Situations will sometimes arise where a tenant’s relationship with the agent has become difficult and he does not want to deal with him and prefers to deal with the landlord directly, but the problem here is that, firstly, the agent has been employed by the landlord and he has a job to do (for which he is being paid), secondly, the landlord would in all likelihood only want to deal through the agent as he does not have the time to get involved with certain issues relating to his property, says Annette Evans, regional manager of the Western Cape office of the Institute of Estate Agents.
“While the tenant pays the rent each month, he must remember that the agent has been mandated by the owner of the property to perform certain duties, and he is obliged to deal with the agent if he has been tasked with a full managed mandate, as the landlord has signed a contract with the agent to this effect,” said Evans.
Whether it is a case of maintenance that needs to be dealt with, a discrepancy in an account or whether the house is being sold and the tenant wants to buy the home, he must go through the agent that has the mandate on the property.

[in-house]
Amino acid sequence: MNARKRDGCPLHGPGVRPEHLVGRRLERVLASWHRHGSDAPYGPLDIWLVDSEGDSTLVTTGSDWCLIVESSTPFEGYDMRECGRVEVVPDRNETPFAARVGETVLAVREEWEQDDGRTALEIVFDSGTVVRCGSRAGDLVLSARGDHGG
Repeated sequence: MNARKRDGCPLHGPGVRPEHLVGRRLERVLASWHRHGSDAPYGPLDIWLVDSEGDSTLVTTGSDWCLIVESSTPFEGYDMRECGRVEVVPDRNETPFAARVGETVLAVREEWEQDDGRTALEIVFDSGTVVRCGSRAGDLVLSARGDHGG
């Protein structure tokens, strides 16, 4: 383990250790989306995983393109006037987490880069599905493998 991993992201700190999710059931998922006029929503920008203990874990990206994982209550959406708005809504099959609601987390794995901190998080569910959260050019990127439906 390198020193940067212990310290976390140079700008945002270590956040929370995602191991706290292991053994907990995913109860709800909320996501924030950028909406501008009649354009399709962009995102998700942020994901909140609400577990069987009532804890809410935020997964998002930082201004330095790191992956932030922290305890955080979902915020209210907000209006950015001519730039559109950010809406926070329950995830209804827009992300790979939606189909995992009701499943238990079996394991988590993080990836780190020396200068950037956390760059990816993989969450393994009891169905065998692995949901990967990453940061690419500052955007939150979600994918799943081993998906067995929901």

In a particular case she has encountered recently, Evans said the tenant wanted to put an offer to purchase the home he was renting, but wanted to deal directly with the landlord.
There may be various reasons for this, she said, one being that he thinks the commission might be waived and he would, therefore, get the home at a cheaper price. This, however, is not possible because the owner of the property would have signed a mandate with the agent and this makes him the cause of the sale, which entitles him to commission on the sale. Even if the tenant was successful in signing an offer to purchase directly with the seller, the chances of him “discounting” the price are slim, if he thinks he will get the full price, he will ask for it.
Another thing the tenant cannot do, is block the prospective buyers from viewing the property, said Evans. The tenant has an obligation to allow others to view the home, and he has to allow reasonable access to the home, as it is probably stated in his lease.
“If a tenant goes against any of the conditions of his lease, he can be held legally liable for any losses incurred, so it is always best not to act alone but to consult a professional for advice and to act on your behalf,” she said.